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Angry customers cancel credit cards

Survey: Cardholders think they've been treated unfairly.

By Karen Datko Oct 6, 2009 11:41AM

This post comes from partner site ConsumerAffairs.com.

 

Credit card holders are angry. About one-third (32%) have paid off and closed a card since January 2008, and half of those who canceled did so in direct response to the actions of credit card issuers, such as cutting limits, hiking rates, or imposing fees, according to a national poll by Consumer Reports.

 

Twenty-one percent of respondents said they were treated unfairly by card companies, and only 41% said they were highly satisfied with their card issuer, making credit cards one of the lowest-rated services that Consumer Reports covers.

The level of public anger about card issuers shows in the results of Consumer Reports’ nationally representative survey of 1,211 credit card users, conducted in July, as well as in scores of irate letters and e-mails Consumer Reports has received from readers.

 

The survey also found that 45% of respondents say they are charging less, 43% say they are spending about the same, and 11% are charging more than they did a year ago.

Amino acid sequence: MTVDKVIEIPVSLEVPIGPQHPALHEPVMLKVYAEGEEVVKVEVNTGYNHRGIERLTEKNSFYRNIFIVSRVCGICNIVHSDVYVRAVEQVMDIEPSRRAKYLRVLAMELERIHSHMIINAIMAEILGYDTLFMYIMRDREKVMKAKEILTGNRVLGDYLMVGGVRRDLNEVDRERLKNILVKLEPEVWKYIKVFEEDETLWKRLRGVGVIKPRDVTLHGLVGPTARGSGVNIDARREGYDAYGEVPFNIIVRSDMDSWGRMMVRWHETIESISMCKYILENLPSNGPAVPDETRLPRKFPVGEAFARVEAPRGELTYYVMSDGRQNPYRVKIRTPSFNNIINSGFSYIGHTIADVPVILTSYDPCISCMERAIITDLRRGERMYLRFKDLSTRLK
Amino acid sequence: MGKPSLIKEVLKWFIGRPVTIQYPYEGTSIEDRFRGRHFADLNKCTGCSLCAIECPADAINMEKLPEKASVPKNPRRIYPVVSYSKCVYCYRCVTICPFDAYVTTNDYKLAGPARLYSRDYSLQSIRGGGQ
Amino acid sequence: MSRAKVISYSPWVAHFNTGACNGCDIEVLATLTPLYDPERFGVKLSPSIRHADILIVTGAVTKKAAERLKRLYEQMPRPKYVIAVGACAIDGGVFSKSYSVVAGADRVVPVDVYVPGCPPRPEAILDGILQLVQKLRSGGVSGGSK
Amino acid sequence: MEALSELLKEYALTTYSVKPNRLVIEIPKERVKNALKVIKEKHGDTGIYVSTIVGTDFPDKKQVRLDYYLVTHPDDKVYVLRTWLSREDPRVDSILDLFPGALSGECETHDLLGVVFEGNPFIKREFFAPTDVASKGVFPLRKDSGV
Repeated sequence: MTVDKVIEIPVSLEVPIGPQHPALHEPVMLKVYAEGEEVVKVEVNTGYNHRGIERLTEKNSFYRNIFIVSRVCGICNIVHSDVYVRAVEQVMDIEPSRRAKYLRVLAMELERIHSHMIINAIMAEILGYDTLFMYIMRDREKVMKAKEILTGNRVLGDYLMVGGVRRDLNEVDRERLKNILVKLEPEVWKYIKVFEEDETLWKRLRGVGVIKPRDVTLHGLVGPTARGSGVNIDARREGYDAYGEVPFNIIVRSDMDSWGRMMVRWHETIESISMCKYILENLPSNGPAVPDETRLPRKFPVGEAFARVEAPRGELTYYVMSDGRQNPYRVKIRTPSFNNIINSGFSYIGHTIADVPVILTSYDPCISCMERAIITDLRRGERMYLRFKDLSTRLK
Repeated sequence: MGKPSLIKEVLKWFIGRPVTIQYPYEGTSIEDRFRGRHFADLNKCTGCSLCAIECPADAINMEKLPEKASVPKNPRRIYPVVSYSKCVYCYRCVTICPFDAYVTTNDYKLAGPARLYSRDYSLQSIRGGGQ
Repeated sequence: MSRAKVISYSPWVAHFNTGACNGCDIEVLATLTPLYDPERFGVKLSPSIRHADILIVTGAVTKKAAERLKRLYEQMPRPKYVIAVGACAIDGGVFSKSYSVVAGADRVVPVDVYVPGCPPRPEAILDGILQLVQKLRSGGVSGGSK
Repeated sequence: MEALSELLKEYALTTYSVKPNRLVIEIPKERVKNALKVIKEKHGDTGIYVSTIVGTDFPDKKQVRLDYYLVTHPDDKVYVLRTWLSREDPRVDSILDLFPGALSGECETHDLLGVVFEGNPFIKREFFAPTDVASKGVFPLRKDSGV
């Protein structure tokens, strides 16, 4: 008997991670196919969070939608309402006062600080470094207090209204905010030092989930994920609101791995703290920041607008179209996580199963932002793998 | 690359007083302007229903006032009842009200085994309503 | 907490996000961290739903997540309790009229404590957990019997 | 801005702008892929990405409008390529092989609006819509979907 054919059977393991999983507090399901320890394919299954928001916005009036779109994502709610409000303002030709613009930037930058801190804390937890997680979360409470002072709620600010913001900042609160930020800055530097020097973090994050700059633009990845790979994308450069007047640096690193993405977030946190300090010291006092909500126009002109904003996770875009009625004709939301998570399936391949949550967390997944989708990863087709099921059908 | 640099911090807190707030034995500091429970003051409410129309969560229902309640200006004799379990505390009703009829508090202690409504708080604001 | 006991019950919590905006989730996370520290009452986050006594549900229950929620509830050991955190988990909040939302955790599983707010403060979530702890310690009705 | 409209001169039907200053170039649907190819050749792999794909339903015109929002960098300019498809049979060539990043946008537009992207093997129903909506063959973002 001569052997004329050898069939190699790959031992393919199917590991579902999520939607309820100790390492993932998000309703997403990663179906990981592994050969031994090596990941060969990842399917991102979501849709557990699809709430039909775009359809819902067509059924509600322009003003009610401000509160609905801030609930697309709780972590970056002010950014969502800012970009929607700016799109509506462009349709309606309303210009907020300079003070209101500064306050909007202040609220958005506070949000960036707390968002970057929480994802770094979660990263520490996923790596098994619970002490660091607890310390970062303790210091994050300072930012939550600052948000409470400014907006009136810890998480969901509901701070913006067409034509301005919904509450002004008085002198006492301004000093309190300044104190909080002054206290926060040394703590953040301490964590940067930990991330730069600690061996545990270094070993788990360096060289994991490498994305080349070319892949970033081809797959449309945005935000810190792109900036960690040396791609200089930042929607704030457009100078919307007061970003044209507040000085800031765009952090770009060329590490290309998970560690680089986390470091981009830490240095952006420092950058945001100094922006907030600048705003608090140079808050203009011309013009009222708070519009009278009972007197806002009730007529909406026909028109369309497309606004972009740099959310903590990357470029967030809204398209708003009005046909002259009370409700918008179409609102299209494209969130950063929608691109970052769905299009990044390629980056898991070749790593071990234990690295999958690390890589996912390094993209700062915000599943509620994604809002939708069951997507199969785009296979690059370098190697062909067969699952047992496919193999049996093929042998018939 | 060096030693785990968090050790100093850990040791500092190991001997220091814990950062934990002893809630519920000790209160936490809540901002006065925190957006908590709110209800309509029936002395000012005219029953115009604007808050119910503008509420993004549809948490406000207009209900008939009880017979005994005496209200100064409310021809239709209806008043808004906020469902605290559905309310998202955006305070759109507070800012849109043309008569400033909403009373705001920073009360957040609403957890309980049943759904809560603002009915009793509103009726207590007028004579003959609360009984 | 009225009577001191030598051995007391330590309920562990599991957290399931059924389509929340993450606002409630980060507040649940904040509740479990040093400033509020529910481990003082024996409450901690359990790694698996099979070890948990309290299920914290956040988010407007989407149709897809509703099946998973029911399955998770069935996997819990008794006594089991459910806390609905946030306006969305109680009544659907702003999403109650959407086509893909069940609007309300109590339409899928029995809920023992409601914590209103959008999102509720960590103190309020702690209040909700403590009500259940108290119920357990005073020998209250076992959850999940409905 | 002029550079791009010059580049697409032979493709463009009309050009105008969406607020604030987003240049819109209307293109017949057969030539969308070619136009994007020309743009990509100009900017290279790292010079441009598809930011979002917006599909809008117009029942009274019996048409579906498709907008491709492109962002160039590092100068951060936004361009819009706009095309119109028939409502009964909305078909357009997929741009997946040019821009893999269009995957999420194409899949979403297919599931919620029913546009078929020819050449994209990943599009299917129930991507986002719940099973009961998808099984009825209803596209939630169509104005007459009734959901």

How much do consumers owe?

  • 54% pay their balances in full each month.
  • 13% carry balances over $10,000 (median $17,366).
  • 33% carry balances up to $10,000 (median $2,554).

Consumer Reports’ survey showed that credit card users tend to fall into three camps. One group is made up of consumers who generally pay their bills on time but use cards for convenience or to rack up rewards. Then there are those who report moderate balances and reasonable prospects of eventually paying off that debt.

 

The third group includes consumers with debts totaling $10,000 or more, often from spending for emergencies; 44% of that group said they wouldn’t be able to survive financially over the next six months without relying on their credit cards to meet monthly expenses.

 

Consumer Reports's November issue offers a guide to dealing with credit cards, finding the right cards for your needs, and protecting your credit score.

 

Related reading at ConsumerAffairs.com:

Published Oct. 6, 2009

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